Reviews - What do customers think about Nikola Tesla And The Taming Of Electricity?
The currency war was over. Alternating Current had won! AC would be taken to the world. Jun 6, 2007
"So I practiced day by day from morning to till night. At first it called fro a vigorous mental effort directed against disposition and desire, but as years went by the conflict lessened and finally my will and wish became identical. They are so today, and in this lies the secret of whatever success I have achieved."
In his thirteenth year, Tesla describes visions, "And so I began to travel-of course in my mind. Every night, when alone, I would start on my journeys-see new places, cities and countries-live there, meet people and make friendships and acquaintances and, however unbelievable, it is a fact that they were just as dear to me as those in actual life and not a bit less intense in their manifestations."
In 1831, the English physicist Michael Faraday discovered that an electric circuit and a changing magnetic field would induce electricity to run through wiring.
Tesla could build prototypes, diagrams, and equations in his mind. He could construct the inventions, make them work, determine what adjustments were necessary and only when all the defects had been perfected in his mind's eye did he build the actual apparatus.
Telsa studied at Polytechnic School at Graz, Austria where he planned to become a mathematician. He studied arithmetic, geometry, calculus, theoretical and experimental physics, analytical chemistry, mineralogy, machinery construction, botany, wave theory, optics, French, and English. Telsa studied more than twenty hours a day and soon changed his major to engineering.
When Telsa's physic professor Poeschl, demonstrated the dynamo, an electric generator capable of producing direct current, Tesla suspected that alternating current could be changed without using a commuter. Poeschl spent the remainder of the class explaining why the idea of doing away with the commuator was preposterious. Telsa spent the next four years trying to prove his professor wrong.
In 1879, Telsa enrolled in the University of Prague, for one summer. Telsa began work at the Central Telegraph Office in Budapest, where he became aware of the inventions of Thomas Edison. Suffering a mental breakdown and later reciting a poem, a vision hit him and the answer to the alternating current problem: a new system he called a rotating magnetic field in which two or more electric currents are not synchronous but are out of phase, or step with each other. He could recreate a whirling field of energy by powering a motor whose magnetic coils were like the pistons in a car and cause the shaft of the motor to turn like a wheel, all using alternating current.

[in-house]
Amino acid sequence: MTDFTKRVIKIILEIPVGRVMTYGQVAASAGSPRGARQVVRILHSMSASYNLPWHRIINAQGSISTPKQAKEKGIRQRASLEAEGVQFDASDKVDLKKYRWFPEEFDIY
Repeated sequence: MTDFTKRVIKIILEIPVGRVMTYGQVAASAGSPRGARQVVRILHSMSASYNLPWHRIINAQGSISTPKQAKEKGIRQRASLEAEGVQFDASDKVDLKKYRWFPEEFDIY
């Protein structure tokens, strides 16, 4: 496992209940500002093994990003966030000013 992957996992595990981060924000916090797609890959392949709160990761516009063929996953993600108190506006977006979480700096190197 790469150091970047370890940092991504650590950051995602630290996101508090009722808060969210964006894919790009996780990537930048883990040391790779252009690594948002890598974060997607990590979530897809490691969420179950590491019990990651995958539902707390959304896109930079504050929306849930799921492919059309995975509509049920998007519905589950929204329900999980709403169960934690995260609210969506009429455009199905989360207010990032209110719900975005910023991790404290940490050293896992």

In 1884, Paris, Edison Lighting Company, Charles Batchelor urged Telsa to go to America where the "grass and currency was greener." Telsa arrives in a time of great turmoil for Edison, who has invested heavily in direct current lighting of New York. "Weblike masses of crisscrossed wire were strong from pole erected along the streets. Copper tubing was placed in conduits dug under the streets... Edison had placed a cumbersome and unsightly powerhouse every mile or so to generate more current." Telsa figured out ways to make Edison's direct-current dynamos more efficient. Edison agreed to pay Tesla $50,000 to complete the work. Telsa completed the work and asked that he be paid. Edison told Telsa, "Telsa, you don't understand American humor!" Angry and humiliated Tesla resigned.
Alfred Brown heard about Tesla and recognized the advantages of alternating current and wanted to invest in Tesla's ideas. Brown, Peck, and Tesla form a new company, Tesla Electric Company. In 1887, friend Anthony Szigeti immigrate to America and became an assistant. Szigeti helped Tesla build three complete system of alternating current machinery: single-phase (homes), two phase, and three phase. Polyphase current delivered more electrical power and were deemed more useful for manufacturing and industry. Tesla produced dynamos for generating currents, motors for producing power, and Tesla coils or transformers for raising or lowering the voltage. May 15, 1888, Tesla present his paper, "A New System of Alternating Current Motors and Transformers" to the AIEE membership.
George Westinghouse dream of sending electricity across America and wanted to harness the power of Nigeria Falls. Westinghouse offer to buy all forty patents on Tesla's AC motor for $60,000, including 150 shares plus $2.50 for each horsepower generated by his inventions. Tesla agreed. Edison was furious when he heard about Westinghouse arrangement with Tesla and started a propaganda war against alternating current that it was dangerous; Edison paid schoolboys to electrocute cats and dogs for 25 cents each; Edison built an electric chair using alternating current to execute William Kemler, who didn't die on the first electrocution; Edison lied to the public that alternate current required higher voltage than direct current. Westinghouse abandoned work on the induction motor and Tesla began traveling.